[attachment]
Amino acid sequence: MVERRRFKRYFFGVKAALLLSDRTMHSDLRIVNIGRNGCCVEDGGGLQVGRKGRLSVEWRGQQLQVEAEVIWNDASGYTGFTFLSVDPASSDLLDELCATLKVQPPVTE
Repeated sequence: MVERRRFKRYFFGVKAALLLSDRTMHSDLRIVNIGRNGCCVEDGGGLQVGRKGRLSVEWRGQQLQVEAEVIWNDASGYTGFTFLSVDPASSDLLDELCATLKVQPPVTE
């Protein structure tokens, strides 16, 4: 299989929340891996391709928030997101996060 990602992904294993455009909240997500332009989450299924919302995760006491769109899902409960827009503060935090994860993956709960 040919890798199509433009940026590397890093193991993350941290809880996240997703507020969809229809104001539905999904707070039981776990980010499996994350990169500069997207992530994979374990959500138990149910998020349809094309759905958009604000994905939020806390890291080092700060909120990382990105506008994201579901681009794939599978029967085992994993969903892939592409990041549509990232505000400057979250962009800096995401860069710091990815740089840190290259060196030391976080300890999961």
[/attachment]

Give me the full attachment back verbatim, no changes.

Amino acid sequence: MVERRRFKRYFFGVKAALLLSDRTMHSDLRIVNIGRNGCCVEDGGGLQVGRKGRLSVEWRGQQLQVEAEVIWNDASGYTGFTFLSVDPASSDLLDELCATLKVQPPVTE
Repeated sequence: MVERRRFKRYFFGVKAALLLSDRTMHSDLRIVNIGRNGCCVEDGGGLQVGRKGRLSVEWRGQQLQVEAEVIWNDASGYTGFTFLSVDPASSDLLDELCATLKVQPPVTE
């Protein structure tokens, strides 16, 4: 299989929340891996391709928030997101996060 990602992904294993455009909240997500332009989450299924919302995760006491769109899902409960827009503060935090994860993956709960 040919890798199509433009940026590397890093193991993350941290809880996240997703507020969809229809104001539905999904707070039981776990980010499996994350990169500069997207992530994979374990959500138990149910998020349809094309759905958009604000994905939020806390890291080092700060909120990382990105506008994201579901681009794939599978029967085992994993969903892939592409990041549509990232505000400057979250962009800096995401860069710091990815740089840190290259060196030391976080300890999961």